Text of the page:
She's positive it happened. That's one big theme emerging from Christine Blasey Ford's highly anticipated testimony Thursday before the Senate Judiciary Committee. Ford told senators she has no doubt that it was Supreme Court nominee Brett Kavanaugh who accosted her on a bed at a party in 1982. CNN takes note of an early exchange between Democratic Sen. Dianne Feinstein and Ford. "So what you're telling us is this could not be a case of mistaken identity?" said Feinstein. "Absolutely not," Ford responded. And later, to Democratic Sen. Richard Durbin, Ford said she was "100% certain" it was Kavanaugh. The judge, who testifies later in the day, has adamantly denied the allegation. Other points:
- Ford's opening statement: "I believed he was going to rape me," Ford said of Kavanaugh in her opening statement. The encounter "drastically altered my life," said Ford, whose emotional testimony seemed to rivet senators, reports the Washington Post. NPR has her full statement, released in advance, here.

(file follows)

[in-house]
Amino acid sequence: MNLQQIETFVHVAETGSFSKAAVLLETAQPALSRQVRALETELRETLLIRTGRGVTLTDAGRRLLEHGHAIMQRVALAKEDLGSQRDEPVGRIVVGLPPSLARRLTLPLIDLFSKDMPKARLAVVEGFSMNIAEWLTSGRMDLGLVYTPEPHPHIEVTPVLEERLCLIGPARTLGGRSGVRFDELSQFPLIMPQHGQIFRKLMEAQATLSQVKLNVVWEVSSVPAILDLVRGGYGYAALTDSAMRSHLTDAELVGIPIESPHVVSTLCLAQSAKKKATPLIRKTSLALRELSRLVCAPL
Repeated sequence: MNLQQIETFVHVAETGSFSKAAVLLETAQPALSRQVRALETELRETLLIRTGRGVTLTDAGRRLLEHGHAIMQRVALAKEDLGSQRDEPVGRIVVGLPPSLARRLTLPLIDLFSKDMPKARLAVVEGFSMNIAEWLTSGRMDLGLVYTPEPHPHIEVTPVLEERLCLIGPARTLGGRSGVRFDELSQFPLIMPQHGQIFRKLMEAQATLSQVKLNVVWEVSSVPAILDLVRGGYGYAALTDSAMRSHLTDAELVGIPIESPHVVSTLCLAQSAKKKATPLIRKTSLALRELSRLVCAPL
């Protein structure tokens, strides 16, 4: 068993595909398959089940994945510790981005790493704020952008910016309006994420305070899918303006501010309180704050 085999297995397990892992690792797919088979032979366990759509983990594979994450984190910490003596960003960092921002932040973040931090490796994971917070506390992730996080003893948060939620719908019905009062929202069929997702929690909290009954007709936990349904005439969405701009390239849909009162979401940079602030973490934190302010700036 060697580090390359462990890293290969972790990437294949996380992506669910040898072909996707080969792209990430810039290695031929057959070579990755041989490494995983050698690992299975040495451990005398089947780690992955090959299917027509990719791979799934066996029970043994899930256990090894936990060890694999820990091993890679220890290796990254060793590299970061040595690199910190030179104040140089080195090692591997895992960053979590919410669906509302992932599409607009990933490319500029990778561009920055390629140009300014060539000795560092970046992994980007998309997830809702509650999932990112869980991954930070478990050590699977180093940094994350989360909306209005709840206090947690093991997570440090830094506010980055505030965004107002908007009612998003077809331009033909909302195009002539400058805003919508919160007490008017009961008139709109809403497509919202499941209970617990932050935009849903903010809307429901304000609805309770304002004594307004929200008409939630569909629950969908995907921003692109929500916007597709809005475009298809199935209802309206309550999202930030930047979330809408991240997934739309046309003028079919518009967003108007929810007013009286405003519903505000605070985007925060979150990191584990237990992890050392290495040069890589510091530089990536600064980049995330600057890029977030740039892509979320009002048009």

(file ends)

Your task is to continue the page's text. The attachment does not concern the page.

- 'I'm very sorry': Senate Republicans hired a woman—sex-crimes prosecutor Rachel Mitchell from Arizona's Maricopa County—to question Christine Blasey Ford at Thursday's hearing, and NBC News notes that Mitchell's first comments to Ford had a conciliatory tone. Noting that Ford said in her opening remarks that she was "terrified," Mitchell said, "I just wanted to let you know, I'm very sorry. That's not right."
- Grassley's charge: Panel Chairman Charles Grassley lashed out at how Democrats, particularly Feinstein, have handled the situation. "These allegations could've been investigated in a way that maintained the confidentiality" sought by Ford, he said. "This is a shameful way to treat our witness who insisted on confidentiality."
- Details: When Democratic Sen. Amy Klobuchar asked Ford what she remembered of the night in question, Ford responded: "The stairwell, the living room, the bedroom, the bed on the right side of the room—as you walk into the room, there was a bed to the right—the bathroom in close proximity, the laughter, the uproarious laughter, and the multiple attempts to escape and the final ability to do so."
- Laughter: When Democratic Sen. Patrick Leahy asked her what she remembered most about the incident, Ford (a psychologist) responded: "Indelible in the hippocampus is the laughter, the uproarious laughter between the two, and their having fun at my expense," she said, referring to Kavanaugh and friend Mark Judge. Ford alleges both were present in the room with her.
- Kavanaugh's opening statement: Read it here. "These are last-minute smears, pure and simple," he says of his accusers.
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